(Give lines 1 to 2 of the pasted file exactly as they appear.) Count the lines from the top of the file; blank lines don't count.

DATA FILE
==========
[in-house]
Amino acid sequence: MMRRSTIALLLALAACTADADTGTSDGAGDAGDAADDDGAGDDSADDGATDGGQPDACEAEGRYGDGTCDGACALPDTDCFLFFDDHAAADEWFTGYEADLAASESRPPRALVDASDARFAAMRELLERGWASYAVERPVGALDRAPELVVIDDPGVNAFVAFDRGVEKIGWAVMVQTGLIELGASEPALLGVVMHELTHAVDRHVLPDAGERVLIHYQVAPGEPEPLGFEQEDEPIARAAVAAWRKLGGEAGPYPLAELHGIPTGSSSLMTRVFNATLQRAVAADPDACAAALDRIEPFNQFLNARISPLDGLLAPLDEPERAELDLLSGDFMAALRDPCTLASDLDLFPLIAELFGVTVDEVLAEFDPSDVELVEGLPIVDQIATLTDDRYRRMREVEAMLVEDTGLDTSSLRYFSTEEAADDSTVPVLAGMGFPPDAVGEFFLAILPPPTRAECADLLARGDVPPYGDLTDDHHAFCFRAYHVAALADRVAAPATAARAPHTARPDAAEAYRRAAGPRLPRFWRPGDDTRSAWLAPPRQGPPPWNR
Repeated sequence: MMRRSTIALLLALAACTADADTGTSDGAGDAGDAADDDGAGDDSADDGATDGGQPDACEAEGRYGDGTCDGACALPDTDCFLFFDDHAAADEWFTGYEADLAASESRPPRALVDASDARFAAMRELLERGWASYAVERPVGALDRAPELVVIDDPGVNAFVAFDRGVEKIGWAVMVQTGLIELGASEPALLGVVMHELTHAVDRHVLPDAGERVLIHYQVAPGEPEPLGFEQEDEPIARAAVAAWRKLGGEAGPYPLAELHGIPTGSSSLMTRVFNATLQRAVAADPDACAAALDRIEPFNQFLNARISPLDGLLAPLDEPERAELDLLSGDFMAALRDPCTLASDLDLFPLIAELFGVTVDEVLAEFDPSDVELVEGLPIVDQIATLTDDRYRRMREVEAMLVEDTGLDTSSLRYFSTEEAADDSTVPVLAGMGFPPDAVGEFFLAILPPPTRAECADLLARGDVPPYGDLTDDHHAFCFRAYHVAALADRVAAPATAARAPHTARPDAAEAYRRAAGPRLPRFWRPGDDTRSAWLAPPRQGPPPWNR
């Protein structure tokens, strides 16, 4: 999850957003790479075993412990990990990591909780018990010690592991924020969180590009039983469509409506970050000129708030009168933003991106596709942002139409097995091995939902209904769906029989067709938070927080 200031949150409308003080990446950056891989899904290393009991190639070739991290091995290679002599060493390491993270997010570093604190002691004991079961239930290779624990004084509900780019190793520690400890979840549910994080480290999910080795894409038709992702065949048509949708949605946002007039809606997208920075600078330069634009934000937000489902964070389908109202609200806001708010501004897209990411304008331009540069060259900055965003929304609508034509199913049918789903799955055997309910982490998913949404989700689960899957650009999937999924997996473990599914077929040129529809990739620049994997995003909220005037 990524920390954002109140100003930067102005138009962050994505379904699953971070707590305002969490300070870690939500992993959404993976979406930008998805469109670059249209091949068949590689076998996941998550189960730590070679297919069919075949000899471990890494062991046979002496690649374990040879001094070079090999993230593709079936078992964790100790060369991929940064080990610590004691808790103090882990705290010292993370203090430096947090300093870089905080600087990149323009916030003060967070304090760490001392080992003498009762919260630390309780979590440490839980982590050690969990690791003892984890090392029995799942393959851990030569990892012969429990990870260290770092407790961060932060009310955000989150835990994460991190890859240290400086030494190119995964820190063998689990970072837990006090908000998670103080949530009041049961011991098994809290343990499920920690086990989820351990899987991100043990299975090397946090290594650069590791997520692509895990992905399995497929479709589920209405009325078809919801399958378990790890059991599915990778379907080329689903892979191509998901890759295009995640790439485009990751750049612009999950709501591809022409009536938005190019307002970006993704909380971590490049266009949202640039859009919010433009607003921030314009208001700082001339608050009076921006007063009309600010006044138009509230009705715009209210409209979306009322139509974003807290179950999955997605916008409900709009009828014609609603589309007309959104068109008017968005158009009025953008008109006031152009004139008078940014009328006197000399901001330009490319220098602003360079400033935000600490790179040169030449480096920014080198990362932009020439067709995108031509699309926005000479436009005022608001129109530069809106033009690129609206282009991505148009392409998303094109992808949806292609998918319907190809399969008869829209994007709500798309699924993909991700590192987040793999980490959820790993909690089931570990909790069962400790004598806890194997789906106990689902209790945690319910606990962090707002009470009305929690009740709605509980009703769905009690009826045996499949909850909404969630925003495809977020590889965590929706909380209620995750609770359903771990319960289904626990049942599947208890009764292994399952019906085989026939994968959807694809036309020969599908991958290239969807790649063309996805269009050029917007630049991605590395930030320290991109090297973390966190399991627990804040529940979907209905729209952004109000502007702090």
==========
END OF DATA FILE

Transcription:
[in-house]
Amino acid sequence: MMRRSTIALLLALAACTADADTGTSDGAGDAGDAADDDGAGDDSADDGATDGGQPDACEAEGRYGDGTCDGACALPDTDCFLFFDDHAAADEWFTGYEADLAASESRPPRALVDASDARFAAMRELLERGWASYAVERPVGALDRAPELVVIDDPGVNAFVAFDRGVEKIGWAVMVQTGLIELGASEPALLGVVMHELTHAVDRHVLPDAGERVLIHYQVAPGEPEPLGFEQEDEPIARAAVAAWRKLGGEAGPYPLAELHGIPTGSSSLMTRVFNATLQRAVAADPDACAAALDRIEPFNQFLNARISPLDGLLAPLDEPERAELDLLSGDFMAALRDPCTLASDLDLFPLIAELFGVTVDEVLAEFDPSDVELVEGLPIVDQIATLTDDRYRRMREVEAMLVEDTGLDTSSLRYFSTEEAADDSTVPVLAGMGFPPDAVGEFFLAILPPPTRAECADLLARGDVPPYGDLTDDHHAFCFRAYHVAALADRVAAPATAARAPHTARPDAAEAYRRAAGPRLPRFWRPGDDTRSAWLAPPRQGPPPWNR